Close-up of a vertical sign with logos for ride-hailing companies Uber and Lyft.
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The U.S. Labor Department issued a final rule on Tuesday that will force companies to treat some workers as employees rather than cheaper independent contractors, a move that will anger trade groups and likely trigger legal challenges.
The rule is widely expected to increase labor costs in industries that rely on contract or freelance labor, such as trucking, manufacturing, healthcare and app-based “gig” services.
Most federal and state labor laws, such as laws requiring minimum wages and overtime pay, apply only to company employees. Studies suggest that employees can cost a company up to 30% more than independent contractors.
The rule will require workers to be considered employees rather than contractors if they are “economically dependent” on the company. It does not go as far as wage laws in California and other states, which place even greater restrictions on independent contracting.
It replaces an order from former President Donald Trump’s Republican administration that made it easier to classify workers as independent contractors. Trade groups and businesses are likely to challenge the new rule in court.
In the Trump era, workers who owned their own businesses or had the ability to work for competing companies, such as a driver who works for both Uber technology and Lyftthey could be considered suppliers.
The new rule is set to take effect on March 11.
Acting U.S. Labor Secretary Julie Su said during a call with reporters Monday that the misclassification of workers as contractors rather than employees particularly hurts low-income workers who would benefit most from legal protections provided to workers, such as the minimum wage and unemployment insurance.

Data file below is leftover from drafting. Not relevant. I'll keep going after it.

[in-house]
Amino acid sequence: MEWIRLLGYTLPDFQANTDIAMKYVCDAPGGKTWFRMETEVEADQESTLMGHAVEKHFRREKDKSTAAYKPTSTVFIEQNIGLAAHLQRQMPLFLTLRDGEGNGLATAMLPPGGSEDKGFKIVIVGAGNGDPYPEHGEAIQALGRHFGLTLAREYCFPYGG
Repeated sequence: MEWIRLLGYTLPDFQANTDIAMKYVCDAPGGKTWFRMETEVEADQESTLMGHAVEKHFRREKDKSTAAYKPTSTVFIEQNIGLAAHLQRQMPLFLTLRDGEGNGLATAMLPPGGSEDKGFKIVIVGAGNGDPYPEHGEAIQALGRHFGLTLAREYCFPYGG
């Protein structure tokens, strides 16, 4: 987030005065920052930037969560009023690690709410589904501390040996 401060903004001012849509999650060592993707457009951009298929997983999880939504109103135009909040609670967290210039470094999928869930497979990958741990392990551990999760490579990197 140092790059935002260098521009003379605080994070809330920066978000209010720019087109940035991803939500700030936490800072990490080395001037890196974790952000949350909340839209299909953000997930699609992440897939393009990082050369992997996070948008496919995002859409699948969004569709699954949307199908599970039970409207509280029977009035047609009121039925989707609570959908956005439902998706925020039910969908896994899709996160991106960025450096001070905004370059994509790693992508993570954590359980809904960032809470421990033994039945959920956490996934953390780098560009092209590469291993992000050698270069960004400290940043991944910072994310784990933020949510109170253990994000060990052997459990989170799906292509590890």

“A century of labor protection for working people is based on the employer-employee relationship,” Su said.
But some business groups say the rule tips the scales too far in favor of finding workers to be employees rather than contractors, depriving millions of workers of flexibility and opportunity.
“Worse, the rule is completely unnecessary as the Department continues to report success in cracking down on bad actors who misclassify workers,” Marc Freedman, vice president of the U.S. Chamber of Commerce, said in a statement. He added that the Chamber, America’s largest business group, is considering challenging the rule in court.
The Labor Department said the rule was designed to hit industries, including construction and health care, where worker misclassification is common. But its potential impact on app-based delivery and ride-hailing services, whose business models depend on contract “gig” work, has drawn the most attention.
Companies including Uber and Lyft have expressed concern about the rule, but also said they don’t expect it to result in their drivers being classified as employees. CR Wooters, Uber’s head of federal affairs, said in a statement that the new rule “does not materially change the law under which we operate.”
“Drivers across the country have made it abundantly clear — in their comments on this rule and in survey after survey — that they do not want to lose the unique independence they enjoy,” Wooters said.
The Department of Labor said it will consider factors such as the worker’s opportunity to make a profit or loss, the degree of control the company has over the worker and whether the work is an integral part of the company’s business to determine whether the worker should be classified. as an employee or contractor.
Trade groups said the long list of factors that could determine a worker’s classification would cause confusion and inconsistent results, which in turn could fuel costly class-action lawsuits alleging workers were misclassified.